Nutrition Data Released on January 31st

On Monday, January 31st, the U.S Department of Agriculture and the U.S Department of Health and Human Services released new nutrition guidelines with a different approach. 

In the past, the trouble with nutrition guidelines was always getting the consumer’s attention.  Now, the government has decided to be honest and get straight to the point.  The 112 pages of nutrition data all sum up to tell consumers one thing:  “eat less.”

Well it’s about time the government decides to be straightforward, however I don’t necessarily think that “eat less” is the right message to relay to Americans.  Obviously anytime you cut calories you are going to lose weight.  The report specifically states: “Enjoy your food, but eat less.”  So Americans are supposed to eat a Big Mac twice a week now instead of three?  There is even a professor, Mark Haub, who went on a twinkie diet for ten weeks and lost weight.  Not healthy at all in my opinion, but yes when you eat less, you generally lose weight.

Not to say that the entire report was poorly written, there was some good information in there too.  The data emphasizes that sodium should be reduced in any diet, as well as increasing the amount of grains, whole wheat, and fat-free dairy products you intake.  The report also suggests that half of your plate should consist of vegetables, especially dark green, red and orange ones. 

One great point that the report made was that in order for the people to change, companies and restaurants must change as well.  A typical serving at restaurants is usually enough to feed two people.  The report is calling for change, and some companies have already begun to respond.  For example, the Wal-Mart Corporation has already begun a five-year plan to bring healthier produce to consumers at an affordable price.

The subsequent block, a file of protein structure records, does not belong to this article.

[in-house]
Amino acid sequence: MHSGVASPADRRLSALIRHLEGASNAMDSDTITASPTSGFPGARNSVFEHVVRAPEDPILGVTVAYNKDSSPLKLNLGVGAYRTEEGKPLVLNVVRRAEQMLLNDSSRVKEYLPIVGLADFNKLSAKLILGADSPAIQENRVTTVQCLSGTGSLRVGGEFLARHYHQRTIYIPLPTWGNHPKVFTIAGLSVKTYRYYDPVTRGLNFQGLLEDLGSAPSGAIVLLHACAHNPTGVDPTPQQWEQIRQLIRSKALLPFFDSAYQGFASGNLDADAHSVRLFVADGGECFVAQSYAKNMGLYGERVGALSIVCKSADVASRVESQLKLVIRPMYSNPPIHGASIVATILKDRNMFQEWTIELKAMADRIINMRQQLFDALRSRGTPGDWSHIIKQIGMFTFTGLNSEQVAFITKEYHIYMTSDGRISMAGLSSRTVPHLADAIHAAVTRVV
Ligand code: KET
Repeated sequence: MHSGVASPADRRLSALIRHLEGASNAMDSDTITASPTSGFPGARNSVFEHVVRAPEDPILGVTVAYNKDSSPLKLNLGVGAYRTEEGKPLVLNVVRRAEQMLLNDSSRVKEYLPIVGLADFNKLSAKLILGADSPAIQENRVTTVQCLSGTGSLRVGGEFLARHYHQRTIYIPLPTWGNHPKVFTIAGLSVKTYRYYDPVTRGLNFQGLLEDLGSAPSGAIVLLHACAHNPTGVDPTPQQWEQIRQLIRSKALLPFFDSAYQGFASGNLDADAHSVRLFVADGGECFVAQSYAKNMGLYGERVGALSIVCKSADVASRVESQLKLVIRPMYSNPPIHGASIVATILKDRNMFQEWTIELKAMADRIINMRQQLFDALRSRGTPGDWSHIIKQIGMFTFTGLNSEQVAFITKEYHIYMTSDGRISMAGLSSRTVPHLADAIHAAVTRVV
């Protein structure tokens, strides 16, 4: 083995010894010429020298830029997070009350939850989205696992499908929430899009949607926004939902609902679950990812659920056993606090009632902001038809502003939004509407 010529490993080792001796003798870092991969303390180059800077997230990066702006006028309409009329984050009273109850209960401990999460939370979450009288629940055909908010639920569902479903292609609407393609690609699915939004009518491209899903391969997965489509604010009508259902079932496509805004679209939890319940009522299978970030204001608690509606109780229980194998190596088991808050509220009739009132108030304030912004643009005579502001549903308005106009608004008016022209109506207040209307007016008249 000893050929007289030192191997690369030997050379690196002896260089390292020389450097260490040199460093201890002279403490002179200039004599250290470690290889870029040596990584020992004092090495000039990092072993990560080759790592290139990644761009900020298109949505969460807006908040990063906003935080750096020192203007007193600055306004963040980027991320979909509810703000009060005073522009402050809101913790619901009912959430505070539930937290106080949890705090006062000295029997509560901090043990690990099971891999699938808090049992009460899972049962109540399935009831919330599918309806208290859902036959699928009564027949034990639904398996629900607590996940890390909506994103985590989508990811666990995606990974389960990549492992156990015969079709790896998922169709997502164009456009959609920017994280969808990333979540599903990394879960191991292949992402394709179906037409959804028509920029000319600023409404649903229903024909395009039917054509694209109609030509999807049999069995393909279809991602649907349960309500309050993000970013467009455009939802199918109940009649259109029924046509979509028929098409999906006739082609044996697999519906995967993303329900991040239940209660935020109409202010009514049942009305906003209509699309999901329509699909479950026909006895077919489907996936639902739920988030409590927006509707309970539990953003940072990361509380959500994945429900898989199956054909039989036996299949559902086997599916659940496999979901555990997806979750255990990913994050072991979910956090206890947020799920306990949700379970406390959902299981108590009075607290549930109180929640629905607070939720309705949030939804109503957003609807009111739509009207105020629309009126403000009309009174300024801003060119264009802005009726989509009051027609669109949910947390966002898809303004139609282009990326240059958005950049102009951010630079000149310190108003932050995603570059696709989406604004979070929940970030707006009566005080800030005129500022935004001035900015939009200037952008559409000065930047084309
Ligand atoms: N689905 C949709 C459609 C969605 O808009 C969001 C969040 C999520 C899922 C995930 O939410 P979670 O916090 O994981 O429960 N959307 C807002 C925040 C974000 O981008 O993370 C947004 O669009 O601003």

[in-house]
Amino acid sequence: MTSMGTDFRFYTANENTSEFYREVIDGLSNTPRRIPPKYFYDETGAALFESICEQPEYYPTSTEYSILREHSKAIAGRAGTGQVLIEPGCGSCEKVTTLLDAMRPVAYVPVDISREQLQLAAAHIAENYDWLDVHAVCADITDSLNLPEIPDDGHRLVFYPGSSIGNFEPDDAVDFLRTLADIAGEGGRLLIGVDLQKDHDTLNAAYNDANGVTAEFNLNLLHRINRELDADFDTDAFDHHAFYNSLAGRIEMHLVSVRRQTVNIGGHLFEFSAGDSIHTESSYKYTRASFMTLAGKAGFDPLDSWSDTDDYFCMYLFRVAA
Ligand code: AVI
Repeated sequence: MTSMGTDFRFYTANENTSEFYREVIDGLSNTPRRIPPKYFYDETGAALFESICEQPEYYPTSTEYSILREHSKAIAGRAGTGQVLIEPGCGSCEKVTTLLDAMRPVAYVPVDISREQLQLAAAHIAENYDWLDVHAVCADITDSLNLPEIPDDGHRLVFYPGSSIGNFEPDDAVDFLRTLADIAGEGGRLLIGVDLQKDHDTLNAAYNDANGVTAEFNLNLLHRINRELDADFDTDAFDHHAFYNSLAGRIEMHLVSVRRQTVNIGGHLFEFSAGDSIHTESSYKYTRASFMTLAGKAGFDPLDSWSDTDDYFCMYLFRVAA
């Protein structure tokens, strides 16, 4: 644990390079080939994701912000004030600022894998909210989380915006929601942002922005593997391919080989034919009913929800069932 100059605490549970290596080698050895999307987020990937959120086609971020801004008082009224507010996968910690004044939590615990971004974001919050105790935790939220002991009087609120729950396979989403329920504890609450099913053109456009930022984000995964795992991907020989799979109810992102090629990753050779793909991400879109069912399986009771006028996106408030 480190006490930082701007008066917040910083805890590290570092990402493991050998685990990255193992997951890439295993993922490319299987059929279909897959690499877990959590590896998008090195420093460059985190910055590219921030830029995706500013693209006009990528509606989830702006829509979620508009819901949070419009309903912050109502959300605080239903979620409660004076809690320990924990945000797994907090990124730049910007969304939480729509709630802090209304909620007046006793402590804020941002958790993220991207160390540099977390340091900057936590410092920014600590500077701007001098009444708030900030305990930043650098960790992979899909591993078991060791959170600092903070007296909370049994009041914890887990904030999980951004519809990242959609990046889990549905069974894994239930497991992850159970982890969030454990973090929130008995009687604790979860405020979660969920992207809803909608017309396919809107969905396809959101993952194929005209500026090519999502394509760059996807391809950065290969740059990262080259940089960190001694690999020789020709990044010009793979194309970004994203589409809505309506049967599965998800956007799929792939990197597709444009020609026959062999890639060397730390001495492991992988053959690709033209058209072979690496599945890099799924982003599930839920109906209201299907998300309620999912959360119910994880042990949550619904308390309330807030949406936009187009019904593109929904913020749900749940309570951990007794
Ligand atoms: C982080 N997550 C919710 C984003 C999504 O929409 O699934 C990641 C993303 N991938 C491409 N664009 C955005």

All-in-all it’s important to cut calories to lose weight, but to also keep track of what you consume.  I try to focus on cutting carbs as much as possible, eating one small portion of meat, and eating up to five servings of fruits and vegetables a day. In what I have read and learned, cutting carbs and calories, along with exercise is key.

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About tonicekada

I am a junior print journalism major at West Virginia University. I have two minors in Italian and fitness.
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